Rhode Island Clam Chowder | Something New For Dinner
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Rhode Island Clam Chowder

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What I discovered in the Florida Keys

Rhode Island style clam chowder | Something New For Dinner I recently returned from a boating trip through the Florida Keys with our friends Barbara and George. What a gorgeous corner of the earth. Our group, swam, snorkeled, dove, fished, paddled boarded and played with dolphins. Rhode Island style clam chowder | Something New For Dinner

I would have brought this amazing dolphin home with me, but he didn't fit in my suitcase.

We ate a lot of great food

Needless to say, we ate a lot of spectacular seafood, including some that we caught ourselves. One night we took our catch to a local spot called Castaway's in Marathon. Rhode Island style clam chowder | Something New For Dinner This open-air, old-school seafood restaurant buys its catch from local fishermen. They also allow you to bring in your catch and have them cook it for you. My husband and George had spear-fished and brought in a pile of fish and lobsters. So we took them over to Castaway and had them cook us up an enormous feast. Our meal started with the best clam chowder I ever had. It was broth-based, buttery and lemony and not overly creamy or thick, like some New England clam chowders. Of course I begged for the recipe, but they wouldn't reveal it.

Broth-based clam chowder is a third type of clam chowder

I always thought there were just two types of clam chowder: New England (cream based) and Manhattan (tomato based). What I didn't realize is there is a third type of clam chowder called broth-based clam chowder that originated in both Rhode Island (known as Rhode Island clam chowder or South County style clam chowder) as well as another broth based clam chowder from North Carolina (known as Hatteras clam chowder.) https://castawayfloridakeys.com/ Here is my take on a broth-based Rhode Island clam chowder. I put a lot of my own spin on it. I am not claiming it is authentic, as I don't want to offend any Rhode Islanders, but I will say it is darn good.

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Broth-based Rhode Island clam chowder is suitable for many diets

Broth based clam chowder is light and vegetable dense, and is now my favorite way to make clam chowder. There is no floury roux that is used to thicken New England-style clam chowder, so broth-based clam chowder is gluten free. Broth-based clam chowder can be finished with butter or a little cream or milk, but the dairy is entirely optional, making it suitable for people on dairy-free diets. I personally like to finish it with a few tablespoons of butter and a good squeeze of fresh lemon juice.

Fresh or canned clams

https://castawayfloridakeys.com/ If you have access to fresh clams, by all means make this soup with fresh clams. I wrote the recipe trying to keep it simple  and easy to make from easily obtainable ingredients. If you keep a few cans of clams and clam juice in your pantry, this soup can be made from staples you may generally keep on hand -- potatoes, carrots and celery. I like Bar Harbor brand clams and clam juice because there are no additives, just clams and sea salt. I add a little chicken stock to stretch the clam juice and mellow it out a bit.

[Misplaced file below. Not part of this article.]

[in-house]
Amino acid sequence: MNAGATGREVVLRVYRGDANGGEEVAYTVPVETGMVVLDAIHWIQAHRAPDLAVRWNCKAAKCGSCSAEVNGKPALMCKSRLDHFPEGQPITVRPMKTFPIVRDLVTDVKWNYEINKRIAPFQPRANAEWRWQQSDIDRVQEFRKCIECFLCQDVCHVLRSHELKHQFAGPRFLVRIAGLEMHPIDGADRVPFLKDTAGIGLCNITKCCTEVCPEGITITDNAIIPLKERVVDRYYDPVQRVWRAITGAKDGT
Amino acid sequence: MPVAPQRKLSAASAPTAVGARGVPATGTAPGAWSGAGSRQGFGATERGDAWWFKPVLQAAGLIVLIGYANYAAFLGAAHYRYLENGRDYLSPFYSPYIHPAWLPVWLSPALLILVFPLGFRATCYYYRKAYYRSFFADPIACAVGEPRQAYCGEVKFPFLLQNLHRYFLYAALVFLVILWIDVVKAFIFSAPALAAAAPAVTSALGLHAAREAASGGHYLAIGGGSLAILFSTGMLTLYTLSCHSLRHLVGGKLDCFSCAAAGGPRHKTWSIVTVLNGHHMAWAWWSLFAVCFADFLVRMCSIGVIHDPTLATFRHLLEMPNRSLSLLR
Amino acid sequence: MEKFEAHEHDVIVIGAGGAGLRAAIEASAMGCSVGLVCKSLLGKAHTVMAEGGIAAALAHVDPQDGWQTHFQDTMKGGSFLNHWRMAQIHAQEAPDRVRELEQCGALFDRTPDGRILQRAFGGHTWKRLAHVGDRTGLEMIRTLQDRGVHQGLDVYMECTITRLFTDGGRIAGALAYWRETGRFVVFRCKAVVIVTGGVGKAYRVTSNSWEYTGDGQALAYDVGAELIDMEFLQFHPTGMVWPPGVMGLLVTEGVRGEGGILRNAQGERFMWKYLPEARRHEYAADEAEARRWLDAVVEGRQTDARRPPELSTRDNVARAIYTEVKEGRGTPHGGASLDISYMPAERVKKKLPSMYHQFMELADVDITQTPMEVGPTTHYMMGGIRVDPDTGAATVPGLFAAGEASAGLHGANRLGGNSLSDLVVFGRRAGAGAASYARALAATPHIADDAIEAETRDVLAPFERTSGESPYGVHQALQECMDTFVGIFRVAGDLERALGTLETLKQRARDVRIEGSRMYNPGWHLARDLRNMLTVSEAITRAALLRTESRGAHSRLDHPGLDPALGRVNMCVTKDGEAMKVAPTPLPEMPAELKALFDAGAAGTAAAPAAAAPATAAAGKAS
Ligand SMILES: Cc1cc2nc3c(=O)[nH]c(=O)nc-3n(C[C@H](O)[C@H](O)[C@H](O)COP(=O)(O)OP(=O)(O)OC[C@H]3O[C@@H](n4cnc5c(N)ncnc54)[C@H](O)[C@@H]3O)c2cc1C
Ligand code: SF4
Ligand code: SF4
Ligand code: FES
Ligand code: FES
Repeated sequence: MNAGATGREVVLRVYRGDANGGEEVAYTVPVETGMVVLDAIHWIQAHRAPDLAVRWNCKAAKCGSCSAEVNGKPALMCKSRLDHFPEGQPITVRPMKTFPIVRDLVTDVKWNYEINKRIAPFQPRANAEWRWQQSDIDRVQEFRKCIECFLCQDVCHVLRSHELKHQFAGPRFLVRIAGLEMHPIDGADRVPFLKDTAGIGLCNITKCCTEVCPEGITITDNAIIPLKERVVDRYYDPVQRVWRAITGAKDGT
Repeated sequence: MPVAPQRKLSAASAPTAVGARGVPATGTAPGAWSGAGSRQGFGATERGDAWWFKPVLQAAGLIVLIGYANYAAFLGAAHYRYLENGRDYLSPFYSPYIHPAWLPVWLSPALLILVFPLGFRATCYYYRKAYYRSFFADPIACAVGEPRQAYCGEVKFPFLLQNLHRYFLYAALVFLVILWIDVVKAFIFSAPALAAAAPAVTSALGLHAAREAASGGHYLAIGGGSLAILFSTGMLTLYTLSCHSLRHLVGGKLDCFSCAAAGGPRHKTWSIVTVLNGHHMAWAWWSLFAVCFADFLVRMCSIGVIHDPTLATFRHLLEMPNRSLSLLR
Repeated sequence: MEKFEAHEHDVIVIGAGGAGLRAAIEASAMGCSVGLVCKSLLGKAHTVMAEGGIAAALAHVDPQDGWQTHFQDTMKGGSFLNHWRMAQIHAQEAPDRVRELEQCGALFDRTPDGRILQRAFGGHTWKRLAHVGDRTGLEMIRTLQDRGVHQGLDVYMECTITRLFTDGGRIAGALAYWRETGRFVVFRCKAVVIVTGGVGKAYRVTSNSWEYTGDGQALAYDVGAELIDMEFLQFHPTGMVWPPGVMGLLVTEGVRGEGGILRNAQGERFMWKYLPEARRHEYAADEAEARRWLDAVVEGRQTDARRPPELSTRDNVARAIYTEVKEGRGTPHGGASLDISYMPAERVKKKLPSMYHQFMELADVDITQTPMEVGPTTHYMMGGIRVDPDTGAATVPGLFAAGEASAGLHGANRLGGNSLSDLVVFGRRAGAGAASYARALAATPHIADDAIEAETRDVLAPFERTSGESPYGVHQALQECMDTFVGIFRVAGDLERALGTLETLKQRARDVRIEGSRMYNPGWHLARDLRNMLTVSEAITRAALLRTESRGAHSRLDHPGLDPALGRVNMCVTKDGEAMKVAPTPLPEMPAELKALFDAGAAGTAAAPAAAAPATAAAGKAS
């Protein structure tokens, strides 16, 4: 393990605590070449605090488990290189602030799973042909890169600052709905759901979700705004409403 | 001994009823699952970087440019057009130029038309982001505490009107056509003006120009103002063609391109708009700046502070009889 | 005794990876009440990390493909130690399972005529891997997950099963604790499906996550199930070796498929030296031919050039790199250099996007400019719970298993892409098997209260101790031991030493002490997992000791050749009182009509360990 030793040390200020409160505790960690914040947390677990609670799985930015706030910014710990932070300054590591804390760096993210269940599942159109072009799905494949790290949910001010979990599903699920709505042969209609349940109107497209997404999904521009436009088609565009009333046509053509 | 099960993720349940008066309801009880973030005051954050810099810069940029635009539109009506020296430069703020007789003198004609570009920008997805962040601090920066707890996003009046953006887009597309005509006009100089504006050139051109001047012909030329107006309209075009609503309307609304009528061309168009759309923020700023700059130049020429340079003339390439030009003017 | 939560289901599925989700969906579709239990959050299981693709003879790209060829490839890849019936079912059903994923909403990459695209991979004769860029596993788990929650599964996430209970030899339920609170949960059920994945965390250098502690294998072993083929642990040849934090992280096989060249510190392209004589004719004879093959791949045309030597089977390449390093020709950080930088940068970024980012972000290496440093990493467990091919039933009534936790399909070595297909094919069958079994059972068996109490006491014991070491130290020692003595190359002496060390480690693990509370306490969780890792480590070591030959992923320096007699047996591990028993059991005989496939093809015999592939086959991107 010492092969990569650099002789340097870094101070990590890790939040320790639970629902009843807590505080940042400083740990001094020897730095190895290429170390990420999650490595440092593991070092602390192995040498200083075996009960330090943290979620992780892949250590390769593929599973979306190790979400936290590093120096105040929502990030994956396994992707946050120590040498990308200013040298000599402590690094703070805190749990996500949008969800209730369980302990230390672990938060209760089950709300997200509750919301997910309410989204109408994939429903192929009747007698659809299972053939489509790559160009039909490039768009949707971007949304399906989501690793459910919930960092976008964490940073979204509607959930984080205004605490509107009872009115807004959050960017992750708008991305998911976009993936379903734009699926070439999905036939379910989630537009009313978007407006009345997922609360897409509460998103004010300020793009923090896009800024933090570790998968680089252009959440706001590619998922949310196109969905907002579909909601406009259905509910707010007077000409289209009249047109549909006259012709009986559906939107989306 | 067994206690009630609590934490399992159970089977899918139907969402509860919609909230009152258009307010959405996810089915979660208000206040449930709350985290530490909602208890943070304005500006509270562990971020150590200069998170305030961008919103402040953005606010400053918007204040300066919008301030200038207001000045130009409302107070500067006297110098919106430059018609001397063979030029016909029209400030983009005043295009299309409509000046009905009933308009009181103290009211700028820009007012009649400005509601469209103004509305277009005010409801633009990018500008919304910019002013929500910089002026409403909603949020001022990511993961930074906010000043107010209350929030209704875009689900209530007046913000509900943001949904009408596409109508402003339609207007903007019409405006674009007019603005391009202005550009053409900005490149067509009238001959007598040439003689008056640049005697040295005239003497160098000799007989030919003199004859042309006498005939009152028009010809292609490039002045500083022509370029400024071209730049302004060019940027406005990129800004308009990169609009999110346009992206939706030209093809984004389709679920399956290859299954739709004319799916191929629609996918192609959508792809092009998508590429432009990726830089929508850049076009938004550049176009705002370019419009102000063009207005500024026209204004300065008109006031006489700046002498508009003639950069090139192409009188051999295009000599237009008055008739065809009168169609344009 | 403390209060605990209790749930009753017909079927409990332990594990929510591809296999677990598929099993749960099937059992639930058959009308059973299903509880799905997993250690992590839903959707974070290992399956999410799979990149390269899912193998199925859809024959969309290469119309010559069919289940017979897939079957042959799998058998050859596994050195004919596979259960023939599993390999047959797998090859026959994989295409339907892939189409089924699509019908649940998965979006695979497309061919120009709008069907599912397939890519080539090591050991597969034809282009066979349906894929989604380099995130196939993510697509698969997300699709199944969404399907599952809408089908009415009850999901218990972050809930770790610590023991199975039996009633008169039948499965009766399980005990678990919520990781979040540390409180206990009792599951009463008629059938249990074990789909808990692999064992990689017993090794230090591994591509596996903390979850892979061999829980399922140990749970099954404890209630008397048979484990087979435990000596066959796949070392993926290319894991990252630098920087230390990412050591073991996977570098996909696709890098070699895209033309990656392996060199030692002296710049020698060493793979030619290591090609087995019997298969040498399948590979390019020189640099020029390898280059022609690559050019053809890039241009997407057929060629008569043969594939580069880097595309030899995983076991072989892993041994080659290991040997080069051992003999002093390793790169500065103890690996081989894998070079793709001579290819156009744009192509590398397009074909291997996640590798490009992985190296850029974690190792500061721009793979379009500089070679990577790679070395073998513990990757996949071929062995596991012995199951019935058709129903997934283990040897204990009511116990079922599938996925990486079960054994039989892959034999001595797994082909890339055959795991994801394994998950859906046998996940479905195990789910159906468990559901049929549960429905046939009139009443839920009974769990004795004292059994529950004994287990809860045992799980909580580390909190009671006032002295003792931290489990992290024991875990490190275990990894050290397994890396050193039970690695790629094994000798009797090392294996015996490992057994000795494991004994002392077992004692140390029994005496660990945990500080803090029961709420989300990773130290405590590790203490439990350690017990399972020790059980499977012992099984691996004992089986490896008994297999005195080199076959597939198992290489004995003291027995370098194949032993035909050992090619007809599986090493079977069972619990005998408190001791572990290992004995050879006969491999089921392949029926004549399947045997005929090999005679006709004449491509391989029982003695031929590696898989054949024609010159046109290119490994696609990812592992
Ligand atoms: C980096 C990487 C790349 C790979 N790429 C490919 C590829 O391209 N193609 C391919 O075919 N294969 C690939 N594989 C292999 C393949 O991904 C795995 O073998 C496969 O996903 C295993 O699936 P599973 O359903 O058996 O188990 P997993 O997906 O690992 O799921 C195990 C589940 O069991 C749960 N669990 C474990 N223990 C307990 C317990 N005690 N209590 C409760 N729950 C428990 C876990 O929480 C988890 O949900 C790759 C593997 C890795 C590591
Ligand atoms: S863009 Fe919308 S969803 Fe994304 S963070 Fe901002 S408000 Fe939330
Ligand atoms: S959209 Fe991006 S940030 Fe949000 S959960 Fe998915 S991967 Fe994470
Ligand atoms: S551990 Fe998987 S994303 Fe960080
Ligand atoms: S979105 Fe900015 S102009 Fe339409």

Recipe Update

This recipe was originally published on January 18, 2015 and updated on February 18, 2023. Print

Rhode Island clam chowder

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Broth based clam chowder is a lighter, vegetable dense version of clam chowder. Made with clams, bacon, potatoes, celery, carrots and lemon juice, this may be your new favorite clam chowder.

  • Author: Something New For Dinner
  • Prep Time: 15 minutes
  • Cook Time: 35 minutes
  • Total Time: 50 minutes
  • Yield: 6 -8 servings 1x


  • 4 6.5-ounce cans chopped clams
  • 4 slices thick cut bacon, chopped into 1/4” pieces
  • 2 cups thinly sliced leeks (white parts only), about 4 medium-sized leeks
  • 3 stalks celery, peeled and thinly sliced
  • 2 carrots, peeled and chopped in a 1/4″ dice
  • 2 t fresh thyme, chopped
  • 3 8-ounce bottles clam juice
  • 1 14.5 ounce can chicken stock
  • 2 t Worcestershire sauce
  • 4 cups Yukon potatoes, peeled and thinly diced (about 2 pounds)
  • 1/2 t crushed red peppers, to taste
  • 4 T butter (optional)
  • Juice from 1 lemon
  • 4 T chopped parsley


  1. Set a fine mesh colander over a bowl and drain clams into the mesh. Reserve clam juice and set juice and clams aside.
  2. Heat a heavy bottomed soup pot or Dutch oven over medium high and add the bacon. Cook stirring occasionally until crisped. Remove bacon from the pot and drain on a paper towel-lined plate. Set aside.
  3. Add leeks to the residual bacon grease and saute for about 5 minutes, until soft. Add celery, carrots and thyme and continue cooking for another 3 minutes.
  4. Add clam juice, including the clam juice reserved from the canned clams, chicken stock and Worcestershire sauce. Bring to a boil and add the potatoes. Return to a boil and then reduce heat to medium low. Add the bacon and crushed red peppers to the pot and cook until the potatoes are tender, about 15 minutes.